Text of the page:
But what were the steps taken to solve this problem? Were they such as would commend themselves to the proprietors of a great New England cotton mill or a great Pennsylvania steel foundry? Before each alderman, school commissioner, member of the board of public works, etc., was presented to the voters for their suffrages, were his moral character and his capacity for the duty to be intrusted to him carefully investigated and pronounced to be up to the standard required to conduct public affairs in accordance with business principles? Let the shameless intriguing at the caucuses and conventions, the despotic dictation of some party boss that placed them upon the party ticket in disregard of their moral and intellectual fitness answer this question.

It should be remembered that with certain exceptions there were two sets of candidates of this character presented to the voter for choice. What were the steps taken to enable him to select the better of the two lots? Did he listen to speakers familiar with the personal and business record of each candidate and intent upon making to him a candid statement of the qualifications of that candidate? Did the newspapers in the city pursue the same rational plan for the enlightenment of his puzzled mind? For answers to these questions look into the speeches delivered and the articles written. There was first the claim that the candidates of the party of virtue and ability were models of integrity and capacity; and next, that the candidates of the party of vice and incapacity were monsters of iniquity and inability. If, as sometimes happened, nothing could be urged against a candidate personally, he was charged with being either a goldite or a silverite, and therefore unfit to be mayor, or an alderman, or a school commissioner. At the same time this discussion of the merits and demerits of the several candidates was carried on with a heat and often with an absurdity of argument that made the discovery of the truth about any subject or any man absolutely impossible. Is it any wonder that the voters elected some men notoriously unfit, and defeated others of the highest character and ability?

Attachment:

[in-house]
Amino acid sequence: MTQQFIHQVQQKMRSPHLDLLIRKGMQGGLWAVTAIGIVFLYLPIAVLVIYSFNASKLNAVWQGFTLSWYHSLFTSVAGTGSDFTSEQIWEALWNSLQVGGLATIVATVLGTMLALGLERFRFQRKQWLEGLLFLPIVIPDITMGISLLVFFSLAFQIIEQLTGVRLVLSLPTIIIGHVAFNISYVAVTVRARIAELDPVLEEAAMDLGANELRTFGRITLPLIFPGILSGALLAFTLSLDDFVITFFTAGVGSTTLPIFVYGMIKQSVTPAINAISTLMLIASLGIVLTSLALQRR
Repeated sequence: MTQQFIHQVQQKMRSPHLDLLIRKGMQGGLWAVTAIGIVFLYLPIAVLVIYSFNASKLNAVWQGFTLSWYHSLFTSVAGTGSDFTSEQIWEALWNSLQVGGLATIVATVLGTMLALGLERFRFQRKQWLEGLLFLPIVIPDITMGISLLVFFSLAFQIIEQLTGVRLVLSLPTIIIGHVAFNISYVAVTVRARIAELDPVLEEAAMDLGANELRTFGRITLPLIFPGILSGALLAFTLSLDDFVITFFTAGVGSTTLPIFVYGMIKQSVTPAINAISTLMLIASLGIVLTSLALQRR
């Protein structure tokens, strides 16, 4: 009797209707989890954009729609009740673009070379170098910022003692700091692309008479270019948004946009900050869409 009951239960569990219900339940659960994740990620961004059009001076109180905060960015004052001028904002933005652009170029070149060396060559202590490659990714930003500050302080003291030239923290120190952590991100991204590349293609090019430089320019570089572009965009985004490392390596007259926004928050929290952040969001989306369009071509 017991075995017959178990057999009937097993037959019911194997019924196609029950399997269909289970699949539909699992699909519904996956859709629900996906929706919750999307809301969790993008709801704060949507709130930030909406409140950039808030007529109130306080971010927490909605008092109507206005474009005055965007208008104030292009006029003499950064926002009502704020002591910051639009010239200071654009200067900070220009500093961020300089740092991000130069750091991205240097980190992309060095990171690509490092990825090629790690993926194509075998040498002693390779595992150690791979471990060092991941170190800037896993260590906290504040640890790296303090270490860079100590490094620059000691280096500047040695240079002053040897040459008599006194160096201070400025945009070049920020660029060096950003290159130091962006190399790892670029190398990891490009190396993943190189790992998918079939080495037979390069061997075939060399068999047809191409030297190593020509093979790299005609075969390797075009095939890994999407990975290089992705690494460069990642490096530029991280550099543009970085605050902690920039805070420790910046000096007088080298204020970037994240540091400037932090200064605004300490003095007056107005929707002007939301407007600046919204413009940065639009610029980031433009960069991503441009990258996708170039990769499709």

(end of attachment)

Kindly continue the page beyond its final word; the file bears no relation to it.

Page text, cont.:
If these statements of the problem of municipal government and the method adopted to solve it were open to question, then an enlargement of the amount of business to be done through politics might not be so absurd. But nobody impeaches their accuracy. The advocates of municipal ownership are not less vigorous in their denunciation of the evils that we have tried to describe than the opponents. When their attention is especially directed to these evils their speech becomes a prolonged jeremiad. It is only when they come to advocate what they are pleased to call in clumsy phrase the "municipalization" of gas works or streetcar lines that they become optimistic and insist that cities can undertake these new duties without an aggravation of the very evils they deplore. They seem to believe that by some hocus-pocus an enlargement of the sphere of politics will transmute its inherent and unavoidable vices into virtues.